Accidental Obsolescence

Years ago, I remember hearing the term 'planned obsolescence' being thrown around. The context was typically surrounding Apple and their upgrade cycle. The idea was that Apple would not support their devices for more than two years, forcing users to upgrade to continue to receive support.

If you look at the first few iOS devices, it could be easy to see that. The original iPhone receive its last software update, iPhone OS 3.1.3, in February 2010, just over two and a half years of availability. It didn't stand a chance of receiving iOS 4. In fact, if you look at the history of iOS releases in general, each has typically left behind some device or another.

Yet, despite older devices eventually having to fall by the wayside, something interesting began happening with the iPad 2.

In March 2011, Apple unveiled the iPad 2. It was thinner than the original iPad, included both a front and rear facing camera, and packed the Apple designed A5 chip. While not incredibly more powerful than iOS devices sold in the previous year, the iPad 2 currently holds an incredible distinction: it supported six iOS releases! Only now, five years after introduction, is Apple letting the A5-family go. It launched with iOS 4.3.5 and will end with iOS 9.3.5, the most current stable release of iOS.

iOS 9 stands as a unique iOS release: it is the only major iOS version to not drop support for a device. In other words, all iOS 8 capable devices were able to get iOS 9. Given these recent trends, it's likely that a good number of iOS devices, especially the 64-bit ones running the A7 chip or newer, will be supported by iOS releases for years to come.

That all said, I'm sure any iPad 2 owner can tell you: The device ran smoothest with iOS 4 and slowest with iOS 9. But given that each release adds new features of some kind, it's only an eventuality that hardware cannot keep up with the software running on it. But to support major OS releases for six years is quite a lot, at least in the mobile space. Apple, thankfully, has the advantage of controlling both the hardware and software that goes into their devices, allowing them to tweak and manage every aspect. Because of the limited hardware options, it's also easy for them to maintain support for older devices if need be.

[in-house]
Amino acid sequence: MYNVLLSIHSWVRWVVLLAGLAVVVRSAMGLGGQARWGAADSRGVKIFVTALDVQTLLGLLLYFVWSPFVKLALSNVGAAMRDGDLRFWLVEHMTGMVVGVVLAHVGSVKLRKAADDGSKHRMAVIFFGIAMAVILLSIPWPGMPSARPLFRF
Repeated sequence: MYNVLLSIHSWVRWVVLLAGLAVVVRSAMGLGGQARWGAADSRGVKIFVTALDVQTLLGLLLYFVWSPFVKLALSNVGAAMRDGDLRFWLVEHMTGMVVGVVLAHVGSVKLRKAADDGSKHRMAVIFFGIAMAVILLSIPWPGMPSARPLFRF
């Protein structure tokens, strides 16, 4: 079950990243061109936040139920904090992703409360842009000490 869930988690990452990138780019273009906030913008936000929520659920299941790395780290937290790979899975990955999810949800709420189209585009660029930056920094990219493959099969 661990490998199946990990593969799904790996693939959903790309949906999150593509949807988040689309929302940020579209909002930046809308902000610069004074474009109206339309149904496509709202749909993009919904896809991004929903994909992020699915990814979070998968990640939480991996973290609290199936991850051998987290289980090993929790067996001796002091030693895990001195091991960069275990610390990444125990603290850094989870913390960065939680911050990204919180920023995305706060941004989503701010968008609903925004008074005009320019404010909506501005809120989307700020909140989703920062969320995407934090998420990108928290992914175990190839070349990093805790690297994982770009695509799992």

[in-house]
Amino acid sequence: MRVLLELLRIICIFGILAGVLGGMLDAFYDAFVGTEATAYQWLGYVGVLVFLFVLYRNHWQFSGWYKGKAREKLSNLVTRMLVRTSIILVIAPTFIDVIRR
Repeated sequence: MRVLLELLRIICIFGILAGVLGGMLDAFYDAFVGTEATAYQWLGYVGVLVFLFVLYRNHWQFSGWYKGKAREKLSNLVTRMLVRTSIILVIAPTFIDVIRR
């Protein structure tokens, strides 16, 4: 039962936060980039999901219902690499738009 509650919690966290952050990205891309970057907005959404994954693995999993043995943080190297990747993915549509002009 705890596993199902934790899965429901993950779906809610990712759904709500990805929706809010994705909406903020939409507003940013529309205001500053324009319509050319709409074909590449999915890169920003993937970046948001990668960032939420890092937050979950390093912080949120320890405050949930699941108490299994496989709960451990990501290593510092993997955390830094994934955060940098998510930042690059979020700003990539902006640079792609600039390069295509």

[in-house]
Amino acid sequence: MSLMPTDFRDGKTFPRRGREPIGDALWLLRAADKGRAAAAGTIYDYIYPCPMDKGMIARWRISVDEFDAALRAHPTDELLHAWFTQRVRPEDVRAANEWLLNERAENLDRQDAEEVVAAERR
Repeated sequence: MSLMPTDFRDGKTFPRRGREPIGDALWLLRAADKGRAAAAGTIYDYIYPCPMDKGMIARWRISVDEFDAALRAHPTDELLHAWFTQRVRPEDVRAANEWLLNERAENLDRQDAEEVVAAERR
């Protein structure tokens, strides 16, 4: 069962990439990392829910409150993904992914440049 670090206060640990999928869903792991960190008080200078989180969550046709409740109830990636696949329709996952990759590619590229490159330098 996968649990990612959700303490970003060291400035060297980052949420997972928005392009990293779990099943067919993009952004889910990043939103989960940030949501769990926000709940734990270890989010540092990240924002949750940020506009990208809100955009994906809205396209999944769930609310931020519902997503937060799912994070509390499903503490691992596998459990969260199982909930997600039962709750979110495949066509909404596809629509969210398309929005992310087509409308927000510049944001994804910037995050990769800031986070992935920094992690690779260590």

Accidental (They didn't mean to)

By comparison, take a look at the recent news regarding Android devices running certain Qualcomm chipsets:

Not all of the big Android phone makers have announced their plans for the Nougat update [Android's latest OS release], but if you look at Sony’s and Google’s and HTC’s official lists (as well as the supplemental lists being published by some carriers), you’ll notice they all have one big thing in common. None of the phones are more than a year or two old.

After doing some digging and talking to some people, we can say that it will be either very difficult if not completely impossible for any phone that uses Qualcomm’s Snapdragon 800 or 801 to get an official, Google-sanctioned Nougat update (including the Z3). And that’s a pretty big deal, since those two chips powered practically every single Android flagship sold from late 2013 until late 2014 and a few more recent devices to boot.

This situation has far-reaching implications for the Android ecosystem. And while it can be tempting to lay the blame at the feet of any one company—Google for creating this update mess in the first place, Qualcomm for failing to support older chipsets, and the phone makers for failing to keep up with new software—it’s really kind of everybody’s fault.

While the Android ecosystem allows for a great amount of variety and customization, it also can lead to situations like this. In this case, it looks likely that Qualcomm themselves have decided to stop supporting that chipset. Given that Android updates require sign-offs from multiple parties, just one can provide a roadblock.